For those of you not familiar with Legend of Dragoon, I highly encourage you to try to find a copy of it if you're into old-school RPGs. There's a lot to like about it - it has a good story, an innovative battle system, and a visual style very similar to Final Fantasy VII. That last one was a big selling point for me, since FF VII was one of my favorite games growing up, so playing Legend of Dragoon gave me a nostalgic feeling but with a new story. One thing that Legend of Dragoon was notorious for, though, was that it often had less than perfect translations. To me, and to many others, that was part of the game's charm. The translation wasn't so bad that it significantly detracted from the experience, but there were occasional odd moments, my favorite of which was the following message which appears when you investigate a fireplace:
When localization editors translate games, they aren't always looking at the text in the game like we are - oftentimes, they'll be using a computer assisted translation (CAT) tool and looking at lines of text within the tool. Think of it like looking putting your translation into Microsoft Word instead of directly into the game - by doing so, you can more easily review and correct your text, and there are extra tools like spell check and grammar check to help you out.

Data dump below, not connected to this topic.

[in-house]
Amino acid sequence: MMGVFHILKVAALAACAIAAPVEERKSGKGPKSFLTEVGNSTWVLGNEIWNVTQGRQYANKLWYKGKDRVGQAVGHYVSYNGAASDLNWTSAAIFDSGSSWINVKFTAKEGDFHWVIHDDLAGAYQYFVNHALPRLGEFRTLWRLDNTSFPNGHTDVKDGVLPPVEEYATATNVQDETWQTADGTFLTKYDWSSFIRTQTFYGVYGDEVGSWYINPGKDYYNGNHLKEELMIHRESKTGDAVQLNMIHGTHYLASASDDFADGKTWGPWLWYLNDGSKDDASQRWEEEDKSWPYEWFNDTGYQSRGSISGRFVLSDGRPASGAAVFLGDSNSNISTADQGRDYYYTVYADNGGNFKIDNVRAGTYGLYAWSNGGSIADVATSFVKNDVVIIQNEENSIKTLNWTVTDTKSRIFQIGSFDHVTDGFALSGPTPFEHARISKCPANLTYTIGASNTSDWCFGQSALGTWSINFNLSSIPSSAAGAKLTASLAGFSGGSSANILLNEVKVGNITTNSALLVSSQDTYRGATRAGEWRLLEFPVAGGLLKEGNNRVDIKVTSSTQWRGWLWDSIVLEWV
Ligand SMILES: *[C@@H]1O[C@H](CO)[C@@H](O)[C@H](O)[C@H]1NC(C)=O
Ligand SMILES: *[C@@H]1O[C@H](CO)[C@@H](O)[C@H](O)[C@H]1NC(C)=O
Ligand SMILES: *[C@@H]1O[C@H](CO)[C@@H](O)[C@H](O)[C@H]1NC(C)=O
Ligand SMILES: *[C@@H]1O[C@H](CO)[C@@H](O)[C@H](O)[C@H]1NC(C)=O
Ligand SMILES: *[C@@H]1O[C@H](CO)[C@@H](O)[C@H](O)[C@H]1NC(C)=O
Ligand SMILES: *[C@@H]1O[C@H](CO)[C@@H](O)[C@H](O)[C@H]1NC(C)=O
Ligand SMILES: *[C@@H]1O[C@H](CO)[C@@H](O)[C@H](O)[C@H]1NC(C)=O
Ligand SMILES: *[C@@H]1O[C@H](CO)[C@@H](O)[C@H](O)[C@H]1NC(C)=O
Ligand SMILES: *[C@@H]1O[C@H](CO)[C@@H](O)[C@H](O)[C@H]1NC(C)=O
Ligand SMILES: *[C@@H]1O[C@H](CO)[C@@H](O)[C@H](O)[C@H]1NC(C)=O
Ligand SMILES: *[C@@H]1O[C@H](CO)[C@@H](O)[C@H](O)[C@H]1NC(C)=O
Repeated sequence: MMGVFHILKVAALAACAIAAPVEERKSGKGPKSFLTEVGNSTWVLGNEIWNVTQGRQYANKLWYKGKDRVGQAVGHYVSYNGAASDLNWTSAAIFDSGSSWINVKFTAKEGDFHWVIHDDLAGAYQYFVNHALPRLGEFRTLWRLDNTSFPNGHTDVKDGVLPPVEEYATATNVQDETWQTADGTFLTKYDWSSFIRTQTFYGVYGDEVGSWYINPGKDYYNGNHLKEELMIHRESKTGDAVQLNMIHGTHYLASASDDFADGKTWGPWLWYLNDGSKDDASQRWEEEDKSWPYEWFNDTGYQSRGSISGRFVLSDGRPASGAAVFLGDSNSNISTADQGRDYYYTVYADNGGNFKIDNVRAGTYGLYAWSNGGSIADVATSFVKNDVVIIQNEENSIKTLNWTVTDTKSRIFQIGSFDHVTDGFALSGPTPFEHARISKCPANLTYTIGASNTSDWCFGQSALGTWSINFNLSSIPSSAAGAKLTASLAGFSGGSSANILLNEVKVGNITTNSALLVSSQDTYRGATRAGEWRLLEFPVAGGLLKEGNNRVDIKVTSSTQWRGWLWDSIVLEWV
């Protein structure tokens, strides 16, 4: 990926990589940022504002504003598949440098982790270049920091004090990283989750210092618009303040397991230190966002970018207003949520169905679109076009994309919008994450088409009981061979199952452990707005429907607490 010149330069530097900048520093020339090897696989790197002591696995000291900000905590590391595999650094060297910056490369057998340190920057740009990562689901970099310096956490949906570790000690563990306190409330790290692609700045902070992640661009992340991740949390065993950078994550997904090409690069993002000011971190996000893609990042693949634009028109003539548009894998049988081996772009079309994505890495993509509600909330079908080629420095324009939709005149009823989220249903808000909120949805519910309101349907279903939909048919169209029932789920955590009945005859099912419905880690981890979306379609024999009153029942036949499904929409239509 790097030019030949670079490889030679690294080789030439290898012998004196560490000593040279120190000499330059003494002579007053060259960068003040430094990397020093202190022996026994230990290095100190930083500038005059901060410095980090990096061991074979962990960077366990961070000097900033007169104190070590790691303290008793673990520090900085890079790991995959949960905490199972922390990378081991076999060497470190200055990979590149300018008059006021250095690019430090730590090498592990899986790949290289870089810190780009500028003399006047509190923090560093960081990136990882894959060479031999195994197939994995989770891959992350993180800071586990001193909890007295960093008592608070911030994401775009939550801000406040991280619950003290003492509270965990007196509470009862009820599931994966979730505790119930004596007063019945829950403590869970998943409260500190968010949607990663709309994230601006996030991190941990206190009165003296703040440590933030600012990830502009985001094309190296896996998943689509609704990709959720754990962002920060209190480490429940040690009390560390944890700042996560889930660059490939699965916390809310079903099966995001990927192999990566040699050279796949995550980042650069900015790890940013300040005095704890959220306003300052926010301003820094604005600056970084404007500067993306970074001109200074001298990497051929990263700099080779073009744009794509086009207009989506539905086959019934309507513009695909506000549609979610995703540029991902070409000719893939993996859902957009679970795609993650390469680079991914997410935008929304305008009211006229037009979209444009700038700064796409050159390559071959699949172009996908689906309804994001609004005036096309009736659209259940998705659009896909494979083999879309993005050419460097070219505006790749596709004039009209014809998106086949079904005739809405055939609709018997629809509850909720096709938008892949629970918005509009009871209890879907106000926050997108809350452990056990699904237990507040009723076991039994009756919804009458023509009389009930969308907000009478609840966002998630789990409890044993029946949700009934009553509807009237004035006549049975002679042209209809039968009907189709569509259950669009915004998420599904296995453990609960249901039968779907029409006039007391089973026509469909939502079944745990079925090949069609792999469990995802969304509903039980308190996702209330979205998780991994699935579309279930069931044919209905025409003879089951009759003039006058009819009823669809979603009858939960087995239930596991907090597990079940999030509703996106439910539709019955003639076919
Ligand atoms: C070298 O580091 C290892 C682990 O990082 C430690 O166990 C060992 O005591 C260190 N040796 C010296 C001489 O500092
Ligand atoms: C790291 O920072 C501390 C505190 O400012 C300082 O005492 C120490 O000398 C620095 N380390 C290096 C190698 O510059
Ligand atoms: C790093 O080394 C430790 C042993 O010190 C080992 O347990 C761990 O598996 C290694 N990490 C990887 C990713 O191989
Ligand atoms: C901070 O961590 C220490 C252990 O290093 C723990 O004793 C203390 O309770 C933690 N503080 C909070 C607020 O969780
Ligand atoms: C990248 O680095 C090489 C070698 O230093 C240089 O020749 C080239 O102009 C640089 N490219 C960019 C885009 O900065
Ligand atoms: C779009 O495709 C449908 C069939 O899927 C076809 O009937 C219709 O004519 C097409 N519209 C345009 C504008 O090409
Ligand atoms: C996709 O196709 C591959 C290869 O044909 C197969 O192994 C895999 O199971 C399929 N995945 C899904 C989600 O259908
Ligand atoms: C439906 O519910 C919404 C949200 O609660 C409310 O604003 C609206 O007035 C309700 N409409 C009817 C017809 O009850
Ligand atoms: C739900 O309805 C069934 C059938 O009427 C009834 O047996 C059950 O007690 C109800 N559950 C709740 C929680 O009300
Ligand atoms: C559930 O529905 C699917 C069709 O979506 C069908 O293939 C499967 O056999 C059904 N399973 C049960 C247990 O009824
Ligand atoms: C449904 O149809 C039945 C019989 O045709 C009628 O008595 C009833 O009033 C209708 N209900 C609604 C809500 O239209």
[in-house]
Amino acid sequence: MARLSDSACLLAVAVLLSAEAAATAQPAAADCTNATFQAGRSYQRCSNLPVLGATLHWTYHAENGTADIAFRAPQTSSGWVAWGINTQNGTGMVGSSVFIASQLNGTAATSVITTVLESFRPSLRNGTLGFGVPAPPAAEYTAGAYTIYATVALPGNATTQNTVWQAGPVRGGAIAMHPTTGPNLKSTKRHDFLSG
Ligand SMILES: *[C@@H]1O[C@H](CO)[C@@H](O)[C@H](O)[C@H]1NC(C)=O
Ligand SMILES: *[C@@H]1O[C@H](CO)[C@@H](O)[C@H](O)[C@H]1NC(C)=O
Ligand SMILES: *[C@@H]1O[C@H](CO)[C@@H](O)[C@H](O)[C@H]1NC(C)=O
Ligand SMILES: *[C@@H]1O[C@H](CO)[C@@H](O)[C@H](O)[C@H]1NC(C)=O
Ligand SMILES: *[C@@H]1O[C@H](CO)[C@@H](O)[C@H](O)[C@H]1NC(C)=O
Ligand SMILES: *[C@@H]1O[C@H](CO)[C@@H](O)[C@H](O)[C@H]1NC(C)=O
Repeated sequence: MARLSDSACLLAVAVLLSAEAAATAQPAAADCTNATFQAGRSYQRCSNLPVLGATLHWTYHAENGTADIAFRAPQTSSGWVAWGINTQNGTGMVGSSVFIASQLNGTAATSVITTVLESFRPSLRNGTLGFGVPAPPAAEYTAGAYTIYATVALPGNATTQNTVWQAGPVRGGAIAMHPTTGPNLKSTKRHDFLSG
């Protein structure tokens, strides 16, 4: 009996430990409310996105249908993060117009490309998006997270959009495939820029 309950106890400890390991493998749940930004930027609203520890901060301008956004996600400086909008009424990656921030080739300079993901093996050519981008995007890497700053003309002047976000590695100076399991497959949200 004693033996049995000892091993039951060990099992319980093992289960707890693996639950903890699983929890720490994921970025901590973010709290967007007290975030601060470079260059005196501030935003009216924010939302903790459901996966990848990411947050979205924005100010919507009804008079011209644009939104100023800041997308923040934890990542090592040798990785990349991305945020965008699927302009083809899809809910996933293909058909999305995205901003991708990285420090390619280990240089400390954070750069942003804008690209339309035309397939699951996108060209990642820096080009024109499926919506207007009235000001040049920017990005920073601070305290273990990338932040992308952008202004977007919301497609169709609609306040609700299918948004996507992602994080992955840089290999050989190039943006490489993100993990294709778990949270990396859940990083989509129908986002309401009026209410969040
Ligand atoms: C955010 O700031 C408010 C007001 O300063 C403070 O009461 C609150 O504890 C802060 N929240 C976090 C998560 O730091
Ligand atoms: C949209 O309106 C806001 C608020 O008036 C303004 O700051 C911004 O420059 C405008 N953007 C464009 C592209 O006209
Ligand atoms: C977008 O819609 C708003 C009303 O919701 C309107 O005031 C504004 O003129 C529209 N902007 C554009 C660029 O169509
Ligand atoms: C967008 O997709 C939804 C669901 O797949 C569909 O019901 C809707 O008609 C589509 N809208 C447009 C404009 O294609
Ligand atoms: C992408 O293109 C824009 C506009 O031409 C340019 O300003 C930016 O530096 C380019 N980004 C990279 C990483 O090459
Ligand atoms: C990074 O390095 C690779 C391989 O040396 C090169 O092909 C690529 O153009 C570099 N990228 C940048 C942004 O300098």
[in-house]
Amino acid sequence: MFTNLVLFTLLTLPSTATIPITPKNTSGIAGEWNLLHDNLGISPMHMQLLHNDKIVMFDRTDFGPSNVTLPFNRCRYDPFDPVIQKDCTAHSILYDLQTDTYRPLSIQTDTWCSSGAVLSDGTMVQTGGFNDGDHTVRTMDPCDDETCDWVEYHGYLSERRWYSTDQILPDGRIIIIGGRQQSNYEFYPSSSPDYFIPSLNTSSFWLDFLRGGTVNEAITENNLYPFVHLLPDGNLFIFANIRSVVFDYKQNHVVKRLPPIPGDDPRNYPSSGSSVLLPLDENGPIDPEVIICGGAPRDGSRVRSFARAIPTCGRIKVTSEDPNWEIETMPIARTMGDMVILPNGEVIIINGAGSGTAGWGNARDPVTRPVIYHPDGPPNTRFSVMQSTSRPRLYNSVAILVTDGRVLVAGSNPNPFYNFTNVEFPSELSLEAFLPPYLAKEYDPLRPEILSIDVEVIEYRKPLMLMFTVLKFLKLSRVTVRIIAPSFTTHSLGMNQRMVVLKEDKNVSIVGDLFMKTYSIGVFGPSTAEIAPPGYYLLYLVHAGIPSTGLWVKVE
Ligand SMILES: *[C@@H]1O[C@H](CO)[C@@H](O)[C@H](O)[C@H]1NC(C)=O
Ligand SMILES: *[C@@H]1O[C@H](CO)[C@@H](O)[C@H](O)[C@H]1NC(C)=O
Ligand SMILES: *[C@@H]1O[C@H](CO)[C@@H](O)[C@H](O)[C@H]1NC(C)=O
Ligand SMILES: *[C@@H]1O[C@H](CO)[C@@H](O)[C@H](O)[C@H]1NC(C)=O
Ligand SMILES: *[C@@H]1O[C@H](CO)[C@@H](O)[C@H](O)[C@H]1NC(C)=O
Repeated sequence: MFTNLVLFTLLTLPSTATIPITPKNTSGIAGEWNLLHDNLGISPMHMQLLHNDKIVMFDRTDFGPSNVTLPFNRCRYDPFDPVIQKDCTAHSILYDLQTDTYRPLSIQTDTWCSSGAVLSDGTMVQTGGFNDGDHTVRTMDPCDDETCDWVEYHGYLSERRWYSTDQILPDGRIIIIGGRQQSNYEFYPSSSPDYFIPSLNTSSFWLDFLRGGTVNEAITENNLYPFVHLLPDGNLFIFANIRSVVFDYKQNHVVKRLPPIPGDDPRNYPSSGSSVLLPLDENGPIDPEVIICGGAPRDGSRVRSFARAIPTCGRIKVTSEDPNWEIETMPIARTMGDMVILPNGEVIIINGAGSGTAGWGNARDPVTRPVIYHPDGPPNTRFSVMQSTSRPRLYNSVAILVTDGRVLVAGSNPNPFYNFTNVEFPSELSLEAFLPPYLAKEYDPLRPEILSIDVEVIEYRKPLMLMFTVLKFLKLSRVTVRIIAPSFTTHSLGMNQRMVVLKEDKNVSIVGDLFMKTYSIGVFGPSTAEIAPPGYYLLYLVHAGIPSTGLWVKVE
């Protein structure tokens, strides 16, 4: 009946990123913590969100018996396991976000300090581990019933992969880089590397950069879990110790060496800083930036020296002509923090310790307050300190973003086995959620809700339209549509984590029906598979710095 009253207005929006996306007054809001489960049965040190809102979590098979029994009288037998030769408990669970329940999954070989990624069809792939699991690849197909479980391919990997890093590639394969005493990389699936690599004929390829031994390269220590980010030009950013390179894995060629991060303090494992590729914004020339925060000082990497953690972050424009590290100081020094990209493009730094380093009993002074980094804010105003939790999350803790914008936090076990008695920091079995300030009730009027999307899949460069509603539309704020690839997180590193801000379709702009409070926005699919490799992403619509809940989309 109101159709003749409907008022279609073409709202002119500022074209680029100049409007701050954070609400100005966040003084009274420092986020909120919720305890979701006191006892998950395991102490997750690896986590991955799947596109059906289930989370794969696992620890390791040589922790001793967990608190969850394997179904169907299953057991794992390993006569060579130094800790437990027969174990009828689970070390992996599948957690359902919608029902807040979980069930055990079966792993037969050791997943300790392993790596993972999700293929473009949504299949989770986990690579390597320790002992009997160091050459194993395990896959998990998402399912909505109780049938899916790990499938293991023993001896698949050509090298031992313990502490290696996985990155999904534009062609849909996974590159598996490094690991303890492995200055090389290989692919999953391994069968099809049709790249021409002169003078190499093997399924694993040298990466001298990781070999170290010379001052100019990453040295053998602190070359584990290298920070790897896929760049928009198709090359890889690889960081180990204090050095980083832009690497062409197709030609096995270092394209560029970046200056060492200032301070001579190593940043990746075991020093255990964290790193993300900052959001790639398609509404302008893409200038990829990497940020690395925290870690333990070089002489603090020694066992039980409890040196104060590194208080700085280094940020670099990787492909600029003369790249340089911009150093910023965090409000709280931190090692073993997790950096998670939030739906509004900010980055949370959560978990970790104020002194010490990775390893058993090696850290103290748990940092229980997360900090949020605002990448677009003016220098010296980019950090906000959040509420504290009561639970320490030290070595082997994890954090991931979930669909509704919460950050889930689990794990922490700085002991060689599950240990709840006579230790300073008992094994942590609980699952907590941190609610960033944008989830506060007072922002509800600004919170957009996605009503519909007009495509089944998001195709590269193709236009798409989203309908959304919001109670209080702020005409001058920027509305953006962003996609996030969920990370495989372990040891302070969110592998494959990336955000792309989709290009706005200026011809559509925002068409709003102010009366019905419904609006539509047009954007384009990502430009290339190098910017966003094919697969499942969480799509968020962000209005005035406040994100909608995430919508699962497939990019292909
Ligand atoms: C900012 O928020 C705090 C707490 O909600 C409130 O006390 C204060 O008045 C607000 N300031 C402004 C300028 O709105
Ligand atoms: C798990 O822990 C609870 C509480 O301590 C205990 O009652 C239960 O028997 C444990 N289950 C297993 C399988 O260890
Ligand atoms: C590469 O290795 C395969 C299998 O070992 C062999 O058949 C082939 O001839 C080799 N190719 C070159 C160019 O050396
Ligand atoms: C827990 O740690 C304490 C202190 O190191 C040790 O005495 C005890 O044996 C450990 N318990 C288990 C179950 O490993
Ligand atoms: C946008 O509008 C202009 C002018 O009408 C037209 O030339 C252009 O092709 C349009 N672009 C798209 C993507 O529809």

Even with the excuse that the translator might not have known the context, though, he was still working off of the game's original Japanese text. Surely the Japanese version didn't have an aphrodisiac fireplace, so how did the translator come to that conclusion?
I haven't seen the original text, so I can't say for sure, but my assumption is that the original text involved the Japanese word yaruki. Yaruki comes from the words yaru (やる), which means "to do", and ki (気), the symbol for feeling/spirit/desire. Yaruki is a word without a perfect English equivalent, and if translated literally, would mean something like "the desire to do it" - hence the version that the game's translator used.
A more accurate but less literal way of translating yaruki would be "motivation", but it would be slightly awkward to phrase the line as "The flame fills me with motivation!", so I would probably opt for something more like, "Watching this flame really gets me pumped up!"
All of that said, this is complete speculation, and perhaps the original version of the game did want to lighten the mood by surprising players like me who talk to every NPC and investigate every fireplace or pot that they pass by. After all, this is the same game that has a fellow inn-mate say the following gem: